CBP chief rips into ‘reckless’ lawmakers for attacks on border agents, warns it's hurting morale
Acting commissioner of Customs and Border Protection Mark Morgan says the White House is utilizing every legal tool possible to stop the border crisis while Congress sits on their hands.
LAREDO, TEXAS -- Acting Customs and Border Protection Commissioner Mark Morgan accused "reckless" members of Congress of lying in their attacks on agents on the ground who are enforcing U.S. immigration law -- saying it is hurting morale and lawmakers should instead get to work fixing the loopholes in the immigration system that he says are responsible for the crisis at the border.
“When you're there every single day and you're risking your lives and you’re doing so with humanity and compassion and yet the very people who are elected leaders are attacking your character, yeh sure it has an impact on morale,” he said in an interview with Fox News this week between meetings with agents at the border. “That’s what they tell me and the leaders in the field are saying the same thing.”
Morgan, who has served in both the Obama and Trump administrations, did not mention any lawmakers by name or party affiliation, but referred to comments made by Rep. Alexandria Ocasio-Cortez, D-N.Y., who has described detention centers as “concentration camps” and has accused officials of forcing migrants to drink water from toilets.
When he recalled those remarks, Morgan became visibly angry at what he called the "lies" being aimed at agents on the frontlines of the crisis -- and didn't hold back in his criticism of those responsible for spreading the claims.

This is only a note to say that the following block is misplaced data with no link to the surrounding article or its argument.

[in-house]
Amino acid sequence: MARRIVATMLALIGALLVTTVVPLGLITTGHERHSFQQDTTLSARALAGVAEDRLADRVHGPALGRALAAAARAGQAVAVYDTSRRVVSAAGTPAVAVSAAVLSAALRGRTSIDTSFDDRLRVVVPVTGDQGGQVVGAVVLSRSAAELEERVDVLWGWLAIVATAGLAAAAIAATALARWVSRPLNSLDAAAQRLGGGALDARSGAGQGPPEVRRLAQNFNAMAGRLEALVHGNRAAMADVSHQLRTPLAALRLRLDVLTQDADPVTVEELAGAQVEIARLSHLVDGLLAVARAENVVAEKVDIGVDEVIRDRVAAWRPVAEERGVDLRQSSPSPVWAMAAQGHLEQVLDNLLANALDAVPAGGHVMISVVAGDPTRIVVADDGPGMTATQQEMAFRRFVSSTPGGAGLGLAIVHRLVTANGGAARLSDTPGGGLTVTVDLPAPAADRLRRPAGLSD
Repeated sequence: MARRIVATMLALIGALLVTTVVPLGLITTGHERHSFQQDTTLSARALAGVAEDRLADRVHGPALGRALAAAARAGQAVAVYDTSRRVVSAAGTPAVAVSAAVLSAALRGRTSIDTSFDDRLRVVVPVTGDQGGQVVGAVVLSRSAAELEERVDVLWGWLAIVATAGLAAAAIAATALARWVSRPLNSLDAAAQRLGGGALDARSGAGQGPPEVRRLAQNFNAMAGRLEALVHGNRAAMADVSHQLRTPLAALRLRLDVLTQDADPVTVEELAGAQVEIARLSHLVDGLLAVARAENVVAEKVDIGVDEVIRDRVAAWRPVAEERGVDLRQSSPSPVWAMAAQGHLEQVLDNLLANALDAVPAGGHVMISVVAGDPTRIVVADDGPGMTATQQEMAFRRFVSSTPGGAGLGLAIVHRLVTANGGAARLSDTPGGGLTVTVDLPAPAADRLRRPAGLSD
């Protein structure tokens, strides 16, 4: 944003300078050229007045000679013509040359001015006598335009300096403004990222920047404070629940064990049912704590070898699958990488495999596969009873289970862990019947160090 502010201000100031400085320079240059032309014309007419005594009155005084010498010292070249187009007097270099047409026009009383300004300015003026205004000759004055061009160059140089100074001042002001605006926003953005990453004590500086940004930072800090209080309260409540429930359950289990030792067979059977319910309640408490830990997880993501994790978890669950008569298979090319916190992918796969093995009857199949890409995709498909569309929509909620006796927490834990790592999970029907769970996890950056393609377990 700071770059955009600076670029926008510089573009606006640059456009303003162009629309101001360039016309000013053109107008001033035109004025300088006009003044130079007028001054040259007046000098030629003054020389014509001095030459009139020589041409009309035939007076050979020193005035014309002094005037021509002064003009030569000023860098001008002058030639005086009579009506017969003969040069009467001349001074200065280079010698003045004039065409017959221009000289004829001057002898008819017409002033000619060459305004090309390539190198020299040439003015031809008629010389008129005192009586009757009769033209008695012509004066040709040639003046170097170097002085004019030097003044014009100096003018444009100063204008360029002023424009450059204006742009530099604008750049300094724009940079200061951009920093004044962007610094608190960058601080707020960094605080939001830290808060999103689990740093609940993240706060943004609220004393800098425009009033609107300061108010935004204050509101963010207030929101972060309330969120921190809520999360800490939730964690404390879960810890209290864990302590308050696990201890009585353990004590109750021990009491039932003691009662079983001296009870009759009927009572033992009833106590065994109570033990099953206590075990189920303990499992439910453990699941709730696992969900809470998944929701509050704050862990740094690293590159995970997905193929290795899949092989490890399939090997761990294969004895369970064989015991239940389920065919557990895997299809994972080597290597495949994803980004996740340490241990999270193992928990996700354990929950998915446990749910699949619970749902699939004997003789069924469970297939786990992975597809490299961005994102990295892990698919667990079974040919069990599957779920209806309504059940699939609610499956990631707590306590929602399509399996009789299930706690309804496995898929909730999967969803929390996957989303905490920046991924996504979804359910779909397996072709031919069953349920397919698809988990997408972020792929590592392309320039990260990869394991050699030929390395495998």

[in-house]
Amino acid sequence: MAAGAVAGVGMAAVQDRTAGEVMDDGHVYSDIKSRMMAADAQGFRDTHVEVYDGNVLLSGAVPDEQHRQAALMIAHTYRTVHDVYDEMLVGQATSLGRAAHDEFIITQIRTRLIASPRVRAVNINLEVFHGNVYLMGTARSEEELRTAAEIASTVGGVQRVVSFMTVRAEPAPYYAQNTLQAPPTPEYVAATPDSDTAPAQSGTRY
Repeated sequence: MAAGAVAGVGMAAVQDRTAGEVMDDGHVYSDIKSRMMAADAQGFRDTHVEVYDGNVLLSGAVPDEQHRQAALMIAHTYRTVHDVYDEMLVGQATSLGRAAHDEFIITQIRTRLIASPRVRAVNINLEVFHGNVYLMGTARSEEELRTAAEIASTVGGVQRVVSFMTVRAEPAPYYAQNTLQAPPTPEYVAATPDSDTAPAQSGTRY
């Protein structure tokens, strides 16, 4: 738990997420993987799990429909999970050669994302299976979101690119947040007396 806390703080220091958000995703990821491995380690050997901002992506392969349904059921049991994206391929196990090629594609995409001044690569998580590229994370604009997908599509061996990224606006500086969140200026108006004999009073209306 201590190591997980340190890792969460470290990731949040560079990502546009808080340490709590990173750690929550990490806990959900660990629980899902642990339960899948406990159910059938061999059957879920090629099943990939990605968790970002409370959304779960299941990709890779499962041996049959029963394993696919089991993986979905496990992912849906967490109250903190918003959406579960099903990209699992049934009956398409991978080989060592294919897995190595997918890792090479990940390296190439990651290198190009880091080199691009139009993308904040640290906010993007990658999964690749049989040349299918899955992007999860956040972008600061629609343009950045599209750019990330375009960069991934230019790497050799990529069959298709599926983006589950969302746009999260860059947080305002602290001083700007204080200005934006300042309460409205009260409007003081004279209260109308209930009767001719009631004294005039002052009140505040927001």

“It hasn’t just been a false narrative, it’s a lie,” he said. “I mean when someone says we’re running concentration camps, it’s a lie, it’s not just a false narrative, it’s a lie. When someone says Border Patrol agents are forcing people to drink from a toilet, it’s not a false narrative -- it’s a lie.”
He noted that CBP has conducted more than 4,000 rescues this year -- something he says isn’t publicized by the media enough -- as agents risk their lives in treacherous waters and blistering 110+ degree heat to save the lives of migrants trying to enter the U.S. He gave one harrowing story of cartel smugglers who, seeing CBP agents approaching, threw a paraplegic man into the river so they wouldn’t be apprehended. Agents quickly dove into the water and saved the man’s life.
"You never hear about that, instead you hear these lies that they’re running concentration camps or they call them Nazis,” he said. “But let me ask you this -- If we’re an organization full of Nazis, how do you explain 4,000 rescues? How do you explain the countless individuals that come to our custody sick or with pre-existing life-threatening conditions and we do everything we can to save their lives -- and that's what gets me so frustrated about our own elected officials,” he said.
Acting Customs and Border Protection Commissioner Mark Morgan speaks to agents in Laredo, Texas. (Adam Shaw/Fox News)
“If they don’t like it, change the laws. But instead, because they can’t do their job, because they can’t get their act together to do what they need to safeguard and secure this country, they vilify the men and women of Customs and Border Protection, and that’s outrageous, it’s reckless and it’s irresponsible,” Morgan said.